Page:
"Vancouver and Seattle are very much like Copenhagen: close to the top of the world, incredibly beautiful, dark, brooding skies. It's the perfect match for the tone of the piece and the story we're telling. We're very lucky: We have an amazing, amazing crew, and a photographer and post-production people who help the look and make it dark and brooding, even when we're shooting on beautiful, sunny, green days.

"I'm Canadian. I was born in Toronto. I'm an American citizen, but returning to Vancouver has been like a homecoming for me. It's poetic."

Sud says she's still pinching herself that The Killing landed at AMC, "a network that's absolutely dedicated to slow-burn storytelling — slow-burn in the sense that every moment doesn't have to be prettified or easy to digest. (From) character to everything that every writer dreams of, I've been given the ability and opportunity to really, really tell this story in a way that's authentic and true."

Each episode will relate a single day in the life of the investigation, Sud said, "and the life of this family, and the life of a political campaign."

No one knew the eventual resolution of Forbrydelsen, not even the actors themselves.

Sud was cagey about whether viewers will learn The Killing's secret by the time the first 13 episodes are over.

"At this point, we're going to organically follow the story, and whether or not it gets solved at the end of the season is a mystery."

The Killing is set in a more violent societal milieu than Forbrydelsen, and that will mark one major stylistic difference between the two versions, Sud suggested.

"We live in a society that is incredibly violent, much more so than Denmark. Amber Alerts are the norm, it seems, so much so, that a missing child, a missing teenager in a major American city, never makes the news. So the biggest challenge is to make us, as Americans, care about this young girl over a long period of time. I don't know if it's a cultural sensibility per se, but there's a clear societal difference between America and Denmark.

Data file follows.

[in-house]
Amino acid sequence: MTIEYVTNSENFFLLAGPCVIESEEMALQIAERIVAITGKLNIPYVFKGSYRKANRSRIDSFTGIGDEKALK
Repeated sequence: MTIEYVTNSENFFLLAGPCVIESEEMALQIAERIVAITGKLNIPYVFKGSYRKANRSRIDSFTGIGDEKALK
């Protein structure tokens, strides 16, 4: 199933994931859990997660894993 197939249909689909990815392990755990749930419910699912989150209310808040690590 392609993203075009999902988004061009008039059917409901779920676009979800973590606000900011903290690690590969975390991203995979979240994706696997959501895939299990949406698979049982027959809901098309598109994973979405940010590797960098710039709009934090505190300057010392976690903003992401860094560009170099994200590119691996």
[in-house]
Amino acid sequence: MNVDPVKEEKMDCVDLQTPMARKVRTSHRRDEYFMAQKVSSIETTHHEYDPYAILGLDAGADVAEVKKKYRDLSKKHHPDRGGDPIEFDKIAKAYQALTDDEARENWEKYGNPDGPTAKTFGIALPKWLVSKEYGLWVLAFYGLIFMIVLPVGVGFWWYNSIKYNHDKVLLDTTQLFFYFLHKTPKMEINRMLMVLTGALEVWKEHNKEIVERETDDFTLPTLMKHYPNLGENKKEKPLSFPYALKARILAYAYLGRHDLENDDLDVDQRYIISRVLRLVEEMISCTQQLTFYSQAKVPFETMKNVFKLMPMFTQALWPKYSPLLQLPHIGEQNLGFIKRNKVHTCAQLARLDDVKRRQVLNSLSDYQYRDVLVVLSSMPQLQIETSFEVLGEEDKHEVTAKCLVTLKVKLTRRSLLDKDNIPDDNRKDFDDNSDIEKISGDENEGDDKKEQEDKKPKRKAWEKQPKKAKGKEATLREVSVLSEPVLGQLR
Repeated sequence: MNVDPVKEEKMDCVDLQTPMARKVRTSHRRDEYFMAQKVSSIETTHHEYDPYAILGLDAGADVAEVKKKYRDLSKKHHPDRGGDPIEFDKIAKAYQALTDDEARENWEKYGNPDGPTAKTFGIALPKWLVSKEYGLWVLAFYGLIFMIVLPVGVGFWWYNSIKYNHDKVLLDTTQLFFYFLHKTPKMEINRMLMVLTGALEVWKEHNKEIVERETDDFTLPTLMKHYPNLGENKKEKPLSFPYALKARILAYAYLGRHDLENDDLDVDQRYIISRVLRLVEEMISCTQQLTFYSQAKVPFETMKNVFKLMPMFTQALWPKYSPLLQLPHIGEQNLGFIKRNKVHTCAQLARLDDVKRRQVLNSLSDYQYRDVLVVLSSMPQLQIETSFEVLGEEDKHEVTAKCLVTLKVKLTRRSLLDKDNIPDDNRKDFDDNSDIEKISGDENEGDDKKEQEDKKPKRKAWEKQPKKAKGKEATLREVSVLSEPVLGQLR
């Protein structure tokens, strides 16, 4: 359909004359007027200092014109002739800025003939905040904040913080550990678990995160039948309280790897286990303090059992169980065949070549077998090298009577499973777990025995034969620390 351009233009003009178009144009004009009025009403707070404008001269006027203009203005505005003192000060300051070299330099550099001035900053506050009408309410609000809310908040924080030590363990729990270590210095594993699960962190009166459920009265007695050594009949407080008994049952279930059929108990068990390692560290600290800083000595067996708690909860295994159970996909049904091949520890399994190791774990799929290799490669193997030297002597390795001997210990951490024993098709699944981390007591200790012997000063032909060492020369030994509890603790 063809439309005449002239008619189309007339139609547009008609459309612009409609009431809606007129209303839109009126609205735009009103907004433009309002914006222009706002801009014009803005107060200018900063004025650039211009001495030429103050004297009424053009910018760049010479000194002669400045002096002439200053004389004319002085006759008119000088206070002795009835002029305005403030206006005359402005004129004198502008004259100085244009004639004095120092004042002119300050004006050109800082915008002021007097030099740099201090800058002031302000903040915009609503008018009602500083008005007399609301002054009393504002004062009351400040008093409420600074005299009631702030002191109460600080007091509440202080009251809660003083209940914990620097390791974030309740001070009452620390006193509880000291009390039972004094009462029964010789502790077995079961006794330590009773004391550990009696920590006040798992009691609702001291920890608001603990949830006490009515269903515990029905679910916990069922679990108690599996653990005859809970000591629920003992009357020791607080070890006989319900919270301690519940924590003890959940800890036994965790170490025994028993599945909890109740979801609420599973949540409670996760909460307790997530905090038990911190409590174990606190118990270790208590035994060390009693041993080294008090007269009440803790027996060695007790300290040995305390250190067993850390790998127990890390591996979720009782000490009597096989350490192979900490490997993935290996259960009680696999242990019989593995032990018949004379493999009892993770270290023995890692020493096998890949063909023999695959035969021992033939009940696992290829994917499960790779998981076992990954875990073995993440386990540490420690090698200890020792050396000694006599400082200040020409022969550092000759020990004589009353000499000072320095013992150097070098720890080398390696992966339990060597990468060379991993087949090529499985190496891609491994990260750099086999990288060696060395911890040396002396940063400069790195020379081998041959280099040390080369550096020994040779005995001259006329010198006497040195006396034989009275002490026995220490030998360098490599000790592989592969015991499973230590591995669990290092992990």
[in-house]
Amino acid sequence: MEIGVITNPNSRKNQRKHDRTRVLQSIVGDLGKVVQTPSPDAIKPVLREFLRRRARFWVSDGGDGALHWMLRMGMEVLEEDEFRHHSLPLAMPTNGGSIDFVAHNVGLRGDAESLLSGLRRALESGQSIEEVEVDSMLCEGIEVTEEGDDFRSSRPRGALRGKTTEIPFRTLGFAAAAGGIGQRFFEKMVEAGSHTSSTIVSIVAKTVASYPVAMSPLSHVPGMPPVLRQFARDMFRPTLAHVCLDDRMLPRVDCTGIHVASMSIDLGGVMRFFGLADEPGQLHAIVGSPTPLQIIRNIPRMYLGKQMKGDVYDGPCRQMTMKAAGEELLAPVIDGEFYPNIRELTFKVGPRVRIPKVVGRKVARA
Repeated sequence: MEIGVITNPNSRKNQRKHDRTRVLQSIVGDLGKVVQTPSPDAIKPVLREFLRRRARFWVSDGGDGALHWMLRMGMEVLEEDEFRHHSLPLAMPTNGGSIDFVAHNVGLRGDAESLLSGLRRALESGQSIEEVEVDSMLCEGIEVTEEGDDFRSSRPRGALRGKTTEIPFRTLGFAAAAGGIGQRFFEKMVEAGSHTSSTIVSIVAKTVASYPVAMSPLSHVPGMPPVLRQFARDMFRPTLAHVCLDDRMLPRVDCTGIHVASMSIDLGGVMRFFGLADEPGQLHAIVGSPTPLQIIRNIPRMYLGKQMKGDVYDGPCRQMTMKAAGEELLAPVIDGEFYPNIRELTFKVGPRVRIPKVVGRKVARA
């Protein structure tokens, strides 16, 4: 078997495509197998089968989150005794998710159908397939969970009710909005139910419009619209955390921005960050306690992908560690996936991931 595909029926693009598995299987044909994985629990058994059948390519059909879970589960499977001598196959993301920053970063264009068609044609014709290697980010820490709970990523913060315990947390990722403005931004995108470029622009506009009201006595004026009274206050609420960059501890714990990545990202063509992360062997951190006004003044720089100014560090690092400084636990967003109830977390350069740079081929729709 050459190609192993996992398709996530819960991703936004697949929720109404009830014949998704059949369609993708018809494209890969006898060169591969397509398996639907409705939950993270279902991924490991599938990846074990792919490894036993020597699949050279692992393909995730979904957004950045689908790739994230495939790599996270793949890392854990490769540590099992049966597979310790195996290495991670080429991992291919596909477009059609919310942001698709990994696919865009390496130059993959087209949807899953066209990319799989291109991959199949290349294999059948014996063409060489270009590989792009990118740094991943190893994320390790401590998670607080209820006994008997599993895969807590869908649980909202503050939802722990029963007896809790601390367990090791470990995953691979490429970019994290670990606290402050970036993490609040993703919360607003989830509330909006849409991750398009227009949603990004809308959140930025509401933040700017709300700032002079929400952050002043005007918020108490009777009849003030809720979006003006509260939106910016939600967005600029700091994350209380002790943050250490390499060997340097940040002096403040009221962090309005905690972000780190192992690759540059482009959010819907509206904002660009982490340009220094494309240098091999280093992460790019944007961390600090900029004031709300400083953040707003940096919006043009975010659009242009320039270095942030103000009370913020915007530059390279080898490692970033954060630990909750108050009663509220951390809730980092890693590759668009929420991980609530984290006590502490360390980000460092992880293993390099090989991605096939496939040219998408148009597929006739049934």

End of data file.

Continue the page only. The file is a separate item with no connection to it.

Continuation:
"We're creating our own world. We are using the Danish series as a blueprint, but we're diverging, as well, and creating our own world — our own world of suspects and, potentially, our own solution and resolution to the mystery.

"I love the qualities of the Danish version, but we're blessed, too, with our own actors, like Mireille, who has come in with all her own strengths and qualities, creating a deeper backstory for our main character, for Sarah."

The Killing may be many things, but one thing it will not be, when it finally sees the light of day, is exploitative, Sud vows.

"The most important thing to me is not pornographize murder," Sud said. "I want to show the real cost . . . when a child is lost. What you see on the screen, in the clips that are already out there, is incredibly graphic, and heartbreaking.

"But we're not spending time looking at a dead child's body and just analyzing that. We're spending time with all the people who have lost her, the impact of this loss on her mother, on her siblings, on her father.

"Again, every episode is one day, about what happens every day in the moments and the hours after you've lost a child — what it's like to pick out a dress, what it's like to have to identify your daughter at the morgue, what it's like to make breakfast for her younger brothers the next morning. What do you tell them?

"When I was doing research for the pilot, I spent a lot of time with parents who had lost their children, expressly for the purpose of telling this story in a way that is authentic and respectful. Most television overlooks the victims. And what I kept hearing, over and over again, was not, 'Tell our story,' but, 'Tell our story in a truthful way.'

"If The Killing does one thing, I want it to be that."

Source: The Vancouver Sun